Joe Kubert is a living legend in the comics industry – and all the more precious not only since have we lost so many of its legends in recent years, but also because he's still been producing excellent stuff at a very advanced age. His How to Draw from Life from Vanguard is no exception from the general rule that if it's drawn by Kubert, it's excellent.
However, don't buy this for the gorgeously rendered Kubert art you might justifiably expect; this is about life drawing, not rendering, and usually about capturing the essence of a model's pose in a very short period of time, so often it's just sketches. Sketches doing very well what they intend to do, namely capturing the essence of a pose, an attitude or direction, or how the model's weight is distributed, tensions and relaxations of the muscles, etc.
Some pieces that Kubert has spent a bit more time on are really beautiful to behold, though. And as an added bonus, he's working in a variety of styles, with a variety of tools, so you'll see a slightly different side of his drawing talent than the one you usually see in his comics.
Kubert also shares some drawing tips and a bit of his drawing philosophy. Mainly it's about how you need to practice on your live drawing to be able to do what you're supposed to do as a (comics) artist. If all you learn is actually from comics, you'll never understand what underlies the pictures you draw, and your art will suffer from it. For example, if you learn from comics artists that a mouth is drawn as a thin line with a shadow put in slightly below to indicate the lower lip, you can do what Alex Raymond and Hal Foster did, but you won't be able to actually draw mouths.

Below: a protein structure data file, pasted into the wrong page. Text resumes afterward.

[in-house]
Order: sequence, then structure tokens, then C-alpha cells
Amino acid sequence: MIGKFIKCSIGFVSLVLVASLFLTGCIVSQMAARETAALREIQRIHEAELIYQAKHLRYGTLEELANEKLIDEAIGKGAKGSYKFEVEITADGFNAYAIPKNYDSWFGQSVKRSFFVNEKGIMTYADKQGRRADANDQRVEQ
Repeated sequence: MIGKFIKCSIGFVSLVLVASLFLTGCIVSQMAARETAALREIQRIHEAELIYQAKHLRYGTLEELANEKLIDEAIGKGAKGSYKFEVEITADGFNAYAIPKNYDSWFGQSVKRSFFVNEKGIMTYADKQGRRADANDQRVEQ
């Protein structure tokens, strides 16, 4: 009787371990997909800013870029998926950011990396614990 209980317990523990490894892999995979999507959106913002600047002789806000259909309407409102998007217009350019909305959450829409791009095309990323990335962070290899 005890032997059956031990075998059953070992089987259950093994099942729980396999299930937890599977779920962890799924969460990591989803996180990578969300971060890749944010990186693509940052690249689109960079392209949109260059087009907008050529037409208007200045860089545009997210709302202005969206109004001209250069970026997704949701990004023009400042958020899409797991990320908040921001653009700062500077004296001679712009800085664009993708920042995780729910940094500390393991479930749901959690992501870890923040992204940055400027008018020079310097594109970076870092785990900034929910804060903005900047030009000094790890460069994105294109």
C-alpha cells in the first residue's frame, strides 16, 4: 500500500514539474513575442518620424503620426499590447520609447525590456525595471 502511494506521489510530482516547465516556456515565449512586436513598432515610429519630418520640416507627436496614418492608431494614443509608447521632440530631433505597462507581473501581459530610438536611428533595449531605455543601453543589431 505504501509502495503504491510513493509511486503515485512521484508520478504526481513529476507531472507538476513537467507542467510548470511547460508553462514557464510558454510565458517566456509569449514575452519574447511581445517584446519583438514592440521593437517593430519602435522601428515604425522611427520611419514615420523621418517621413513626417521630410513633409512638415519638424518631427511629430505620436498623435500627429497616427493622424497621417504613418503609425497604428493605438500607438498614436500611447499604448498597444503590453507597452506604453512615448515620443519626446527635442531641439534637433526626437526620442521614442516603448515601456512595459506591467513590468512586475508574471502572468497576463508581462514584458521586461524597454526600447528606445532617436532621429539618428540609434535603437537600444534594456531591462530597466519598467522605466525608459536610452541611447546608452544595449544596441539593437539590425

Similarly, many comics artists, having learned their anatomy from comics, have an unrealistic view of the human body. Their characters' muscles are all flexed, all the time. You need to practice life drawing to learn what the muscles look like when they're not flexed, and to learn how parts of the body may be tensed, muscles flexed, while others are not. Also, through life drawing, you'll learn how light actually plays on the body. Frequently, in order to do fine rendering of all of a character's body and muscles, people will treat it as if all of it is lighted exactly the same and very clearly all over, which isn't usually the case.
So, this book shows a consummate master of his craft constantly working to expand his mastery – and not only that, he'll give you some drawing tips as well. Of course it's recommended.